A little help . . .

Photos courtesy of the Ministry of Education in Singapore

Comparing four traits


We will now create histograms of four
traits: sex, number of noses, height and
hair color.
What do the histograms of these four
traits show us?

How are we most similar?


What are our greatest differences?

Distribution of traits

Discontinuous trait: distinct categories with no


in-betweens
Continuous trait: no distinct categories; rather,
there is a wide variety which covers a broad
spectrum
Normal distribution (e.g. the bell curve): majority
of data points at an average point, with fewer
and fewer data points as you move away from
the average
Bimodal distribution: a type of normal
distribution with two peaks instead of one (may
see a peak for two populations within one larger
population)
What kind of distribution(s) do we see with our
four traits?

How different are we?


Look again at your inventory of traits.
How many traits would be needed in order
to identify any one of you as unique, or
sharing a combination of traits with no
one else in the room?

Give me your best guess!

Questions for Discussion


Some human traits can be changed by
human intervention and some cannot.
What are some examples of each?
Name some traits which reflect an
interaction between genetic and
environmental factors.
What are some benefits of human genetic
variation? What are some potential
problems it can cause?

Activity: Rolling the Dice

A Sad Story . . .

Ekaterina Gordeeva and


Sergei Grinkov, young
married Russian figure
skaters, had won two
Olympic medals in the
pairs competition and
were expected to
continue their success.
But in November of
1995, 28-year-old
Sergei suddenly
collapsed and died
during a practice
session. He was a nonsmoker, physically fit,
and there had been no
warning signs. What
happened?

An answer . . .

Sergei Grinkov was born with a mutation in a


single gene which affects the formation of blood
clots. This mutation, called PL(A2), can cause
clots to form in the wrong place in the wrong
time like in the heart, causing a heart attack
Sergei Grinkov had an increased relative risk for
a premature heart attack, though his absolute
risk was still low. In other words, his risk for a
heart attack was higher than most people in the
general population (maybe 20% higher), but his
overall risk of having a heart attack by age 50
was still low (maybe about 5%).

Could anything have been done?

It seems as though PL(A2) mutations interact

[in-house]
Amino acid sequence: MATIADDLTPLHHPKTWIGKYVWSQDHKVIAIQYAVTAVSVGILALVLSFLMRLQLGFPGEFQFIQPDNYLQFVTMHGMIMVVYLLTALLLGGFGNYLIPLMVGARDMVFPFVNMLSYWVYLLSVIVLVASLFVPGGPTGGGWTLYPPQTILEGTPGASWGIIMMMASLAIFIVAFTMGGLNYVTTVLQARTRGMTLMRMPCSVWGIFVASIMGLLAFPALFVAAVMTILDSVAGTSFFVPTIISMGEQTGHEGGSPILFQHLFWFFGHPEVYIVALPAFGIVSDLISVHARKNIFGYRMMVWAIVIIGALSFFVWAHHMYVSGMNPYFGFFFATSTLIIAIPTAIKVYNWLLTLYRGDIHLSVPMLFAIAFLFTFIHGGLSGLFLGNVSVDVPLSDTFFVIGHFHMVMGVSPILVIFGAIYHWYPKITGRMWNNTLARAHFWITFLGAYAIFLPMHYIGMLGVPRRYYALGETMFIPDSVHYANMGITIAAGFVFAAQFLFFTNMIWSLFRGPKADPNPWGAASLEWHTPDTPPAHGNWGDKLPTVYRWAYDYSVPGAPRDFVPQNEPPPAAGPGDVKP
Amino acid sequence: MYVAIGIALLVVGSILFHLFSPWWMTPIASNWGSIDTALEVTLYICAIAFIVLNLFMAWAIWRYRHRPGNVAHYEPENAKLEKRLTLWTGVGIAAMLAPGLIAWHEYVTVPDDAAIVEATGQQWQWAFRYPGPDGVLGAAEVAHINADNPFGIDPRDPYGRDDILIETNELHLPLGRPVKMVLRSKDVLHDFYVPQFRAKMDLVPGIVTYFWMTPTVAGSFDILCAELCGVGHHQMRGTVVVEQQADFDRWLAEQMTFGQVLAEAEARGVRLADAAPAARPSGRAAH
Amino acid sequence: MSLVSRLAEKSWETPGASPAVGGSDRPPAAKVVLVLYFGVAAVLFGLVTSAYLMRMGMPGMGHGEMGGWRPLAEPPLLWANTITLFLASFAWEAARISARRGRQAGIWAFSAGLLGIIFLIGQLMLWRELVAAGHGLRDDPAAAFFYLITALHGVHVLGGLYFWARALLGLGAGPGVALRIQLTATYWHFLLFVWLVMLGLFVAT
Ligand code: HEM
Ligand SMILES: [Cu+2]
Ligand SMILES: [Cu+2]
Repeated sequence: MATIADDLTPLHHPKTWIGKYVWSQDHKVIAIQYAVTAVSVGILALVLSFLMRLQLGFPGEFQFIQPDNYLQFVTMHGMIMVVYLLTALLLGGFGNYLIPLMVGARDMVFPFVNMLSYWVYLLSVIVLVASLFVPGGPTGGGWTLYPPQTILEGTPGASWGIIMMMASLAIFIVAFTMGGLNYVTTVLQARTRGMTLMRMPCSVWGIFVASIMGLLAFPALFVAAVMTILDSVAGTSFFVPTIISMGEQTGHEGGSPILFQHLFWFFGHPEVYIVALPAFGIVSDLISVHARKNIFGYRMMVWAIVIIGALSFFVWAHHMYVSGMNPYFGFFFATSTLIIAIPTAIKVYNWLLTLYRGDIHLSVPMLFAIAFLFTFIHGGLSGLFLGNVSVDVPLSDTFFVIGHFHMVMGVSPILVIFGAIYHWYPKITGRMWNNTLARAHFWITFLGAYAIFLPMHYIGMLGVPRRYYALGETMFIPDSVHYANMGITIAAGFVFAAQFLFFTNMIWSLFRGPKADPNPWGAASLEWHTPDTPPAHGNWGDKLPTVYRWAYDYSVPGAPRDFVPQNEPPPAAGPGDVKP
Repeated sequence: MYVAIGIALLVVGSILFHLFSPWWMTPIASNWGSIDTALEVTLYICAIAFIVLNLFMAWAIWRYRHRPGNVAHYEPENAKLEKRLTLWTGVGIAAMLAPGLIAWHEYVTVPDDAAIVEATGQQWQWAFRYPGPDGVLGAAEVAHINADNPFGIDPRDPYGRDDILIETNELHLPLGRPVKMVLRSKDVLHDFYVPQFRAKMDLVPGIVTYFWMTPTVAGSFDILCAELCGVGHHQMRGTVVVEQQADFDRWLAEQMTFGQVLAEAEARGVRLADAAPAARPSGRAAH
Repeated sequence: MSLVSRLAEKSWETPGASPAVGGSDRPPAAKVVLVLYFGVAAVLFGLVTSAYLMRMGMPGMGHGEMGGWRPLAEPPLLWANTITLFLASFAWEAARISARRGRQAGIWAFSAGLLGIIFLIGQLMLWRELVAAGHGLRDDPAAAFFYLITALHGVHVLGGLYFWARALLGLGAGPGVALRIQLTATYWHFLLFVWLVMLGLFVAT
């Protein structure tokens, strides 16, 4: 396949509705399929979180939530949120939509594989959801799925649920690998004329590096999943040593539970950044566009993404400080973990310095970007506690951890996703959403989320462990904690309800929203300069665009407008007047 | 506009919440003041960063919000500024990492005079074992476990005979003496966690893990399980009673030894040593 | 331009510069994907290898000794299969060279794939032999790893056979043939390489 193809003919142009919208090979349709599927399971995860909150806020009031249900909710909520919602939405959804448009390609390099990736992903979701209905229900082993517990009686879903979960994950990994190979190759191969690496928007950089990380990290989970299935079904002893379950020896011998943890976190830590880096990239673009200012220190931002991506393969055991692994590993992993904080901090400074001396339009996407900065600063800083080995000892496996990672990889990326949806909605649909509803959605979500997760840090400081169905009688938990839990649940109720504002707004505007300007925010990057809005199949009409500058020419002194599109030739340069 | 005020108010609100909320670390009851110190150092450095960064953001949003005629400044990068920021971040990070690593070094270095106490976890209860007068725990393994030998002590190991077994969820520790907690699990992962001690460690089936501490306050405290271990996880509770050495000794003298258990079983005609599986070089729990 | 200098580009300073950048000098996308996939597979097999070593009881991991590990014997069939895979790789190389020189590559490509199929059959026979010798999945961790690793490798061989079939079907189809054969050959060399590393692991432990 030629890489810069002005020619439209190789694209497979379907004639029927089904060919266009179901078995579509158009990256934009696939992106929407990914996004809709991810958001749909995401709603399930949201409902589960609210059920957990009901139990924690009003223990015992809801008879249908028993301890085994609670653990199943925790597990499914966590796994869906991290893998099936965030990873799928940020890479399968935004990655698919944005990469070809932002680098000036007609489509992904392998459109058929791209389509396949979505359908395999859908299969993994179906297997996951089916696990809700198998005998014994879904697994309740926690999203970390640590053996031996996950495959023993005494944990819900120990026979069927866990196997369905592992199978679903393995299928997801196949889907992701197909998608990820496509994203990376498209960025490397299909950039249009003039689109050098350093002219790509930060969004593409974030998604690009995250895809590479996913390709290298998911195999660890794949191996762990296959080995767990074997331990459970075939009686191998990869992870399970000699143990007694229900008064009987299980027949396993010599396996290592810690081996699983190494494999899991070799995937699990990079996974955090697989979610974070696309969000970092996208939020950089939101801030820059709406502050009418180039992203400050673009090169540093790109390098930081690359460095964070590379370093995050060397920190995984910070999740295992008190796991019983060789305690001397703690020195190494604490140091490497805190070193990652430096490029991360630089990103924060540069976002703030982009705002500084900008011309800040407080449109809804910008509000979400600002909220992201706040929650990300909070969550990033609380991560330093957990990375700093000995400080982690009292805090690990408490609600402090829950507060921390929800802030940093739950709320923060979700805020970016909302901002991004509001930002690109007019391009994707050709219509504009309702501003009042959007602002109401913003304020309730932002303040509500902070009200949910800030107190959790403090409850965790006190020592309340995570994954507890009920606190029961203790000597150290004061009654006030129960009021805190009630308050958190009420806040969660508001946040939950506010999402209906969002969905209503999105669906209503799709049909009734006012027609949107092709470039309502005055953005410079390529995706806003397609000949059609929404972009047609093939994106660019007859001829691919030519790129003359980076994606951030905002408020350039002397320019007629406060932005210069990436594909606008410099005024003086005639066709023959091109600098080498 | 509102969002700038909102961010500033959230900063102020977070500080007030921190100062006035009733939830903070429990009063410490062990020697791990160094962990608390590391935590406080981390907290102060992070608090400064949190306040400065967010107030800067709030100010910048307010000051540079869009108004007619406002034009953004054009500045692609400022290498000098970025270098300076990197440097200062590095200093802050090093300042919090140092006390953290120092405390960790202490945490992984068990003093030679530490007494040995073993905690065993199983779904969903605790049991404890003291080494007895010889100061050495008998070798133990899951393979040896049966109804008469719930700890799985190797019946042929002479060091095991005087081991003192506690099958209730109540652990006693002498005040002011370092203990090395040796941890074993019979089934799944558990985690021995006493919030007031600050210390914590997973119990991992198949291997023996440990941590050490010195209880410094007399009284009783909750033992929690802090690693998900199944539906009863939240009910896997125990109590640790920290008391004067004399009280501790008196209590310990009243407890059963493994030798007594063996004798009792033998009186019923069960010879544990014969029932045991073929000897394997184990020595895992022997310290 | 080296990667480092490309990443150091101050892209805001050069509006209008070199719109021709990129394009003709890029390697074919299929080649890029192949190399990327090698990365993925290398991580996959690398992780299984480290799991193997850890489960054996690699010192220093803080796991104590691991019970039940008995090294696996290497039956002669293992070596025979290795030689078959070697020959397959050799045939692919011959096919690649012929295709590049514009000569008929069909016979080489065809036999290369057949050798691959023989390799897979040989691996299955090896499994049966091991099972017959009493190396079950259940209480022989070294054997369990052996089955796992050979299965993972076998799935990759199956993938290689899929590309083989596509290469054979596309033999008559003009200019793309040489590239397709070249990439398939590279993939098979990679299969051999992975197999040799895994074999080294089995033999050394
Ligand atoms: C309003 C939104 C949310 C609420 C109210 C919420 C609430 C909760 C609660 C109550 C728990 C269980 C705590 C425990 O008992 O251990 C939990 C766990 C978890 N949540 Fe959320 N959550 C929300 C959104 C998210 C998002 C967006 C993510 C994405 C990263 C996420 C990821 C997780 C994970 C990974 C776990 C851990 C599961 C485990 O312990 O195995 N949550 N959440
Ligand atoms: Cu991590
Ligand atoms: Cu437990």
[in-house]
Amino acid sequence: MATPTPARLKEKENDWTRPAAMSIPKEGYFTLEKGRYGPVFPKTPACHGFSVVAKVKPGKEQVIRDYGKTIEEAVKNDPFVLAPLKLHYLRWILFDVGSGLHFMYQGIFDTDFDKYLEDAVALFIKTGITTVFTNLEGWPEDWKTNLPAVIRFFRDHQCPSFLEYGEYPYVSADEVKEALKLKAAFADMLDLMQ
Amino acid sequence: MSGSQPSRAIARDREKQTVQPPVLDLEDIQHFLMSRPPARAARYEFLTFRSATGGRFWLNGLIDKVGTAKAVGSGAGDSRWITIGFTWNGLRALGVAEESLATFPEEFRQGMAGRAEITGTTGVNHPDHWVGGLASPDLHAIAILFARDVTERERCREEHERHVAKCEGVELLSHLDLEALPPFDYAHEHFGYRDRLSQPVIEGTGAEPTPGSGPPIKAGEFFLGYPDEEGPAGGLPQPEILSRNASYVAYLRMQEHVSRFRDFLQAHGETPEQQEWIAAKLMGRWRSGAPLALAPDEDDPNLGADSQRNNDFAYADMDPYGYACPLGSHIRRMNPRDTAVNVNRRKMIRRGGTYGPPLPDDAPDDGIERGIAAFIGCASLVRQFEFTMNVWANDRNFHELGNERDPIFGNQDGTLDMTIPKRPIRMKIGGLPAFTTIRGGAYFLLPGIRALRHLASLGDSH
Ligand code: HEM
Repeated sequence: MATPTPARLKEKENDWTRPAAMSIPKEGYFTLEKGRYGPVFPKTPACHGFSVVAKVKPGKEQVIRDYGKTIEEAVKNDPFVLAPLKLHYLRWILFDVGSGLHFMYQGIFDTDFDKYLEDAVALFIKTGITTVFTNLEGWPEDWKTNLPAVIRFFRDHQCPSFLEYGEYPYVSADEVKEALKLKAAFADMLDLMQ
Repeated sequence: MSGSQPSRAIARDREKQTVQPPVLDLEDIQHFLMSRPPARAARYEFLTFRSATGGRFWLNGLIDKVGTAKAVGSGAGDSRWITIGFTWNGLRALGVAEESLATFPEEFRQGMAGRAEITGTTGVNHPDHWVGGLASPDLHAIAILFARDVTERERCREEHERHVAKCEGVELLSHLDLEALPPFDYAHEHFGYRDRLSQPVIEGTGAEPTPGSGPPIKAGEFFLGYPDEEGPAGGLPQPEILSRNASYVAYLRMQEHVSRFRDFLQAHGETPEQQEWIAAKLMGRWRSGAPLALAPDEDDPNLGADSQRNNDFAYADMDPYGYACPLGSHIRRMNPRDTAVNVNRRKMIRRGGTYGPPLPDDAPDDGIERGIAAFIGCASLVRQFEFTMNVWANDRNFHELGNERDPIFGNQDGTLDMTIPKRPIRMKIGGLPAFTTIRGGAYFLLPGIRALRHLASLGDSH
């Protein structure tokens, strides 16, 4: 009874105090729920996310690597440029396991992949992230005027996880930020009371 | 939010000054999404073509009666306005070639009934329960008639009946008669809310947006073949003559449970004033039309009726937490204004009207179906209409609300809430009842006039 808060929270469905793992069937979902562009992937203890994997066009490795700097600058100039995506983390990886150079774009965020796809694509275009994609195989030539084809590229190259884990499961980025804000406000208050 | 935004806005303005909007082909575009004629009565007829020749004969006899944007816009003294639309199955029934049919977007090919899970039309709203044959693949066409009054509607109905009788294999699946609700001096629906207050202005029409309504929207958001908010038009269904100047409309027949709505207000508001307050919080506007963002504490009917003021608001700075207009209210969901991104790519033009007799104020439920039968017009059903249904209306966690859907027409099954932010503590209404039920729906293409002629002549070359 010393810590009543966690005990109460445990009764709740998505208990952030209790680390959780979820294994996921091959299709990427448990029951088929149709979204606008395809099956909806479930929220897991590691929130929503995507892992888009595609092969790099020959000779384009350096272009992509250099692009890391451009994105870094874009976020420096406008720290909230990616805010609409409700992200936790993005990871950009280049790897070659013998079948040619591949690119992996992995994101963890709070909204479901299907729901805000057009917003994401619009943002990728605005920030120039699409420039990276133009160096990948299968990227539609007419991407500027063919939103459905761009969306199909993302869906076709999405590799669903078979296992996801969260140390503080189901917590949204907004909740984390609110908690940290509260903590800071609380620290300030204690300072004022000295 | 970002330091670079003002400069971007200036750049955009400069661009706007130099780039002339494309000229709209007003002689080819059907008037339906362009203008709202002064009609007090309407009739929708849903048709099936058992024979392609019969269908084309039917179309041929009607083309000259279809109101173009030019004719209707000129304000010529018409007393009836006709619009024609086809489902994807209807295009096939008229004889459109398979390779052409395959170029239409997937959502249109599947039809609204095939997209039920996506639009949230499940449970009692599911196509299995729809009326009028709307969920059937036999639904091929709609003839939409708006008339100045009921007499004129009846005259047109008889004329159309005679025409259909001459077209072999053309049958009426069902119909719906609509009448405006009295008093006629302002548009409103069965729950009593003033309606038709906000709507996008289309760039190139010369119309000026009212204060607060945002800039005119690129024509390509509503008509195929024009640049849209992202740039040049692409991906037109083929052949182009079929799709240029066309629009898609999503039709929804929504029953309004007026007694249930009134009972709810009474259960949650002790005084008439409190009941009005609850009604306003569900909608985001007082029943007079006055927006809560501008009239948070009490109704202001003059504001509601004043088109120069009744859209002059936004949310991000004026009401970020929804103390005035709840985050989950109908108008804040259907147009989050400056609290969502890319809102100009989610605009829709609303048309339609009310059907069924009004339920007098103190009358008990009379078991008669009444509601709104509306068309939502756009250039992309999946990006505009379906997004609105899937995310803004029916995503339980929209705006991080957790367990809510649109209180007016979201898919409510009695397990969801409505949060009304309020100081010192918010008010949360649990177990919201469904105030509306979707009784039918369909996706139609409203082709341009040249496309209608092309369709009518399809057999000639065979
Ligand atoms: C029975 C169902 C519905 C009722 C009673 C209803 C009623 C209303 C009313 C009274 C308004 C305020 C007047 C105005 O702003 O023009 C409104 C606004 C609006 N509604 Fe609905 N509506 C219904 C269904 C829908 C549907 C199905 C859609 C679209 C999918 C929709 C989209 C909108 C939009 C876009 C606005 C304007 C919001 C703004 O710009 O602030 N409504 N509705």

negatively with cholesterol in the blood
Someone with a PL(A2) mutation, like Sergei
Grinkov, may be able to reduce their risk of a
heart attack by maintaining a low cholesterol diet
and exercising regularly.
While genetic mutations such as these are very
rare, we continue to learn more about how
genetic factors interact with the environment in
causing conditions like heart disease. This
knowledge could help to better define individuals
health risks.

Introduction to Activity
Imagine that you are going to live your
entire life in the next 10 minutes and that
your choices in life are going to be made
by a roll of the dice.
How will your choices affect the rest of
your life? What else will influence the
course of your life? How will your genetic
makeup affect your life?

Instructions

Begin with your Life Stage 1: Choices as a


Teenager worksheet.
Roll the die to determine how many points you
will receive for each behavior (diet, exercise,
school/job/relationships, and smoking). Record
your points in the right-hand column.
Share the die among your group members so
everyone can roll for points
Add up your total risk points for Life Stage 1. If
the total is more than 85, you are done you
have had a fatal heart attack. Sit back and wait
until the rest of your group finishes.
Repeat these same steps for Life Stages 2 and 3.

Instructions

Draw a strip of paper from the container the


presenter passes around. This strip has your
genetic factor written on it.
Write your scores in the Review column of your
Combining the Factors worksheet and your total
score at the bottom.
Write your Genetic Factor Points in the
Recalculate Column. Re-record your life stage
points beneath that. Add your Heart Points and
Life Stage points together and record the total at
the bottom. Whenever you reach 85 points, stop
you have had a fatal heart attack.

Questions for Discussion

What effect did including your points for genetic


risk have on your outcome?
Think about the behavioral choices you made in
each life stage.

Did everyone make the same choices?


Were all of the choices equally risky?
Were the risk factors associated with the choices
reversible?
Were the choices under personal control?

Now think about the effects of the genetic risk


factors in each life stage.

Does everyone have the same genes?


Did all of the genetic factors have the same effect?
Were the genetic factors reversible or under personal
control?

Questions for Discussion


How is this game like real life? How is it
NOT like real life?
Assume that genetic testing showed that
you were at increased risk for a fatal heart
attack 20 years from now. Would you
want to know? Would it cause you to
change your behavior?
How will increased knowledge of the
genetic factors associated with heart
disease (or cancer or diabetes) have a
positive impact on individuals and society?
How will it have a negative impact?